In all 10 states, independent voters outnumber members of at least one party. Yet, despite being the political majority in these states, they are treated like second-class voters in nearly all elections.
Here are the top 10 states for independent voter registration:
Iowa is another state known for its caucuses. In fact, it holds the prestigious title of being the first-in-the-nation presidential contest, which gives it nonstop election coverage and the attention of the entire country.
State law also requires voters to be registered with a political party to vote in its primary elections for all other races. Voters can change their voter registration at the polls, but the right to an equal vote is conditioned on being a party member.
For this reason, Iowa primaries warrant the designation of being closed.
There is an important distinction between this closed primary status and semi-closed rules that allow independent voters to participate but change their voter registration after they vote -- like in New Hampshire. Iowa requires party membership first.
Independent voters make up 34.31% of the registered voting population as of November 2023. They outnumber registered Democrats and almost outnumber both major parties.
9. North Carolina
North Carolina conducts open partisan presidential primaries. However, in state and congressional elections it uses a semi-closed process in which voters are generally told they need to join a party to vote.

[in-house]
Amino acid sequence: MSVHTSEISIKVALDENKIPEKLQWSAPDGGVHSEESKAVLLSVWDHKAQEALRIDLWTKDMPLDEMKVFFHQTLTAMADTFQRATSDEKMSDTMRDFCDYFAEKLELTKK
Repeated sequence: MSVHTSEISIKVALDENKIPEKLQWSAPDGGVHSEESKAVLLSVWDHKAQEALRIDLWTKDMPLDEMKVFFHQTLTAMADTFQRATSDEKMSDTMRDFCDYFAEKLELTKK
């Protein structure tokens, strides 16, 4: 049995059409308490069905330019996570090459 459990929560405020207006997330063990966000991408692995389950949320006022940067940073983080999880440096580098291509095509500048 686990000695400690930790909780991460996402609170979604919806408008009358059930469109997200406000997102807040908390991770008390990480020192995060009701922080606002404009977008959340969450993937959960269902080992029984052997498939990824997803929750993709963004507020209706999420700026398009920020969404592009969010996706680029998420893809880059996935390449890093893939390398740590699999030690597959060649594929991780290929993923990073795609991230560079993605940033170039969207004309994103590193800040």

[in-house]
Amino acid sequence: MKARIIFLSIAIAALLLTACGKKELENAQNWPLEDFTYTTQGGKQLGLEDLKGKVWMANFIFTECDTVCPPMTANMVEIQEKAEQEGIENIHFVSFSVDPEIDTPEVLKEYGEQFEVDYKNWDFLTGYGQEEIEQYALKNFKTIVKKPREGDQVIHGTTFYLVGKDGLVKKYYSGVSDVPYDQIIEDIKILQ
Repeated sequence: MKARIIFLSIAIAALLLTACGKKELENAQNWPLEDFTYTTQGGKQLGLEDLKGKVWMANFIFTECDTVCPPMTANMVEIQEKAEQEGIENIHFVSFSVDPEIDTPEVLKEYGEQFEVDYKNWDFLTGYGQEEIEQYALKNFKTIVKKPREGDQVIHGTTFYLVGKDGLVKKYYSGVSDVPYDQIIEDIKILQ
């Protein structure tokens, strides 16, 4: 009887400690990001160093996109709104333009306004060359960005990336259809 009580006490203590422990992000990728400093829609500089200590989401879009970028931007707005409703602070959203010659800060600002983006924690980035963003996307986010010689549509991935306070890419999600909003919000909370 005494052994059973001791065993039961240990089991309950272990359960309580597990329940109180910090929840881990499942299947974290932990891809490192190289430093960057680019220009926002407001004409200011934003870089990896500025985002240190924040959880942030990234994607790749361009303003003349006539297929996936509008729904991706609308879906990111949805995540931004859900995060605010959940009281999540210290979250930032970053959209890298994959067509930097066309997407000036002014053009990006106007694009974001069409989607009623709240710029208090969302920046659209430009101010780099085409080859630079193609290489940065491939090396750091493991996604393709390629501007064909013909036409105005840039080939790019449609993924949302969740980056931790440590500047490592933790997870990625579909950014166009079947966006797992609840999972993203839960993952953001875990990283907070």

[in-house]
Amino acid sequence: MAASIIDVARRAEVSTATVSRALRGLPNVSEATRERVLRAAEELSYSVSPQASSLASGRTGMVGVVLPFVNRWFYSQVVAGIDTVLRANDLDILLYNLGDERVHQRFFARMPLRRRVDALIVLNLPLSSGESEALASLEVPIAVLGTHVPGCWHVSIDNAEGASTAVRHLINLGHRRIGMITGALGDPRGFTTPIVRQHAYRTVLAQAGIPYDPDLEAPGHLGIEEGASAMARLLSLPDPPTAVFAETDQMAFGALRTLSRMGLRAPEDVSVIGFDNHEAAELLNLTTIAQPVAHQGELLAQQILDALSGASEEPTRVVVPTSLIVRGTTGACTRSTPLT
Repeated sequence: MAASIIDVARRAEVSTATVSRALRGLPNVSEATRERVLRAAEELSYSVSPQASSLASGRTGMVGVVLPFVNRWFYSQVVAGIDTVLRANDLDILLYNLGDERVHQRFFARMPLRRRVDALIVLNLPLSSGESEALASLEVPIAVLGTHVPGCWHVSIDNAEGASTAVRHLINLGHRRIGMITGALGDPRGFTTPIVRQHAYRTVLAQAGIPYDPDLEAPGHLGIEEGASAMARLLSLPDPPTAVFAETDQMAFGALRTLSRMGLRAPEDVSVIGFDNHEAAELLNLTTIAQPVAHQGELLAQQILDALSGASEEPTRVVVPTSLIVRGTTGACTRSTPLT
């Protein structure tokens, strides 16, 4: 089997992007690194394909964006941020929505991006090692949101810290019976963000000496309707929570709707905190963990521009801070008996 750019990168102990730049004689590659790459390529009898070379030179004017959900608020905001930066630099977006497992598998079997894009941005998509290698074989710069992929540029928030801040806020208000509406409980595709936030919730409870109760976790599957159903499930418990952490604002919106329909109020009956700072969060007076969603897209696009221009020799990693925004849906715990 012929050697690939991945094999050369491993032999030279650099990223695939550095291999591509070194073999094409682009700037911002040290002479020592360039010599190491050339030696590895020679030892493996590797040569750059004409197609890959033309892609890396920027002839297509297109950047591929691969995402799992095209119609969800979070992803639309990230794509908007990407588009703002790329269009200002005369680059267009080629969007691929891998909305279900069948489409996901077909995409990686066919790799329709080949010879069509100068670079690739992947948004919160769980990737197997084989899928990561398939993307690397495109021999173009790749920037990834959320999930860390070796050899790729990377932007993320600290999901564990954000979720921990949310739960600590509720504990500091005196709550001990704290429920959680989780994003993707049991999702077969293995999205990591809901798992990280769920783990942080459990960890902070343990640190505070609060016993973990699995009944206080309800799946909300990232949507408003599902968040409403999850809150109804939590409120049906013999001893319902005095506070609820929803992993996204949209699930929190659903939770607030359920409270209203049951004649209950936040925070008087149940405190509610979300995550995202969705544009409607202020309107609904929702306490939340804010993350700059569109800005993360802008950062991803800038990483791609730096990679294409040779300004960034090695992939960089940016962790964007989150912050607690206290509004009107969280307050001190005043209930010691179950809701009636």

Independent voters make up 36.11% of the registered voting population as of November 2023. They outnumber members of both major parties.
Only registered party members can participate in the state's primary elections across the board, including in the presidential election. Independent voters make up 37% of the registered voting population as of November 2023. They outnumber both major parties.
7. New Jersey
For all elections in New Jersey, both presidential and non-presidential, the state conducts closed primary elections, despite registered independents being the second-largest voting bloc in the state.
In 2014, the Independent Voter Project spearheaded a lawsuit that challenged the closed primary system on constitutional grounds, asserting that the state's electoral process gave the parties and their members a decided advantage at the expense of the voting rights of independent voters.
The lawsuit made it all the way to the US Supreme Court. The justices chose not to hear the case.
Independent voters make up 36.39% of the registered voting population as of November 2023. They greatly outnumber registered Republicans and almost outnumber registered Democrats as well.
6. New Hampshire
New Hampshire conducts what can best be described as semi-closed primary elections. Registered party members can only vote in their respective party's primaries. Voters registered undeclared can choose either party's ballot during the primaries.